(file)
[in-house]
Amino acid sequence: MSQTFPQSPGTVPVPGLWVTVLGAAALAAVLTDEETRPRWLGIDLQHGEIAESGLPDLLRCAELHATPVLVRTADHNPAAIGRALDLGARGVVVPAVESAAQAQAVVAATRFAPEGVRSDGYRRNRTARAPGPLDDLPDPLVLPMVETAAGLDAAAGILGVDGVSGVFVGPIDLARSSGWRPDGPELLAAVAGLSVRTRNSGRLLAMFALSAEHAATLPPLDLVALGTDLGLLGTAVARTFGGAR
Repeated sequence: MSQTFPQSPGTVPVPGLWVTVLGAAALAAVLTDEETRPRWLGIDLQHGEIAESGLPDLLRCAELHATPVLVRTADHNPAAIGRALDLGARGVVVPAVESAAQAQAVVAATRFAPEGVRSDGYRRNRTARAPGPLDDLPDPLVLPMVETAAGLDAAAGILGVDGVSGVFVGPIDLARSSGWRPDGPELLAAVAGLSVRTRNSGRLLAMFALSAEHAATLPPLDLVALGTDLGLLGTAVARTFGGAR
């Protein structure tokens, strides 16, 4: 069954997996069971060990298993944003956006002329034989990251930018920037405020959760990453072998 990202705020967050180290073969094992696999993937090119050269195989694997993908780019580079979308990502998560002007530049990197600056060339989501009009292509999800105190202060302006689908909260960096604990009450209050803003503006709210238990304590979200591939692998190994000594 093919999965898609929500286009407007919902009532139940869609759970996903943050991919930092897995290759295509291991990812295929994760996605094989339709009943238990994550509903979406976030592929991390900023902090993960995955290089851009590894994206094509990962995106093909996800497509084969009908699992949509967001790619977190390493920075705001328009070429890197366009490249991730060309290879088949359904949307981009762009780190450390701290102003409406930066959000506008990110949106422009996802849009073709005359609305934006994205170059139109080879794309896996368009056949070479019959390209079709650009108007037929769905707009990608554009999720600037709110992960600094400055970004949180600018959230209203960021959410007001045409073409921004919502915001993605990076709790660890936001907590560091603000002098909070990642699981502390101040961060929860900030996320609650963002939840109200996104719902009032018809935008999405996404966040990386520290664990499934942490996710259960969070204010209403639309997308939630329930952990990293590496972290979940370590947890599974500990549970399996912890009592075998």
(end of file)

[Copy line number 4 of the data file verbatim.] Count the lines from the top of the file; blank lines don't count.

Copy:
């Protein structure tokens, strides 16, 4: 069954997996069971060990298993944003956006002329034989990251930018920037405020959760990453072998 990202705020967050180290073969094992696999993937090119050269195989694997993908780019580079979308990502998560002007530049990197600056060339989501009009292509999800105190202060302006689908909260960096604990009450209050803003503006709210238990304590979200591939692998190994000594 093919999965898609929500286009407007919902009532139940869609759970996903943050991919930092897995290759295509291991990812295929994760996605094989339709009943238990994550509903979406976030592929991390900023902090993960995955290089851009590894994206094509990962995106093909996800497509084969009908699992949509967001790619977190390493920075705001328009070429890197366009490249991730060309290879088949359904949307981009762009780190450390701290102003409406930066959000506008990110949106422009996802849009073709005359609305934006994205170059139109080879794309896996368009056949070479019959390209079709650009108007037929769905707009990608554009999720600037709110992960600094400055970004949180600018959230209203960021959410007001045409073409921004919502915001993605990076709790660890936001907590560091603000002098909070990642699981502390101040961060929860900030996320609650963002939840109200996104719902009032018809935008999405996404966040990386520290664990499934942490996710259960969070204010209403639309997308939630329930952990990293590496972290979940370590947890599974500990549970399996912890009592075998």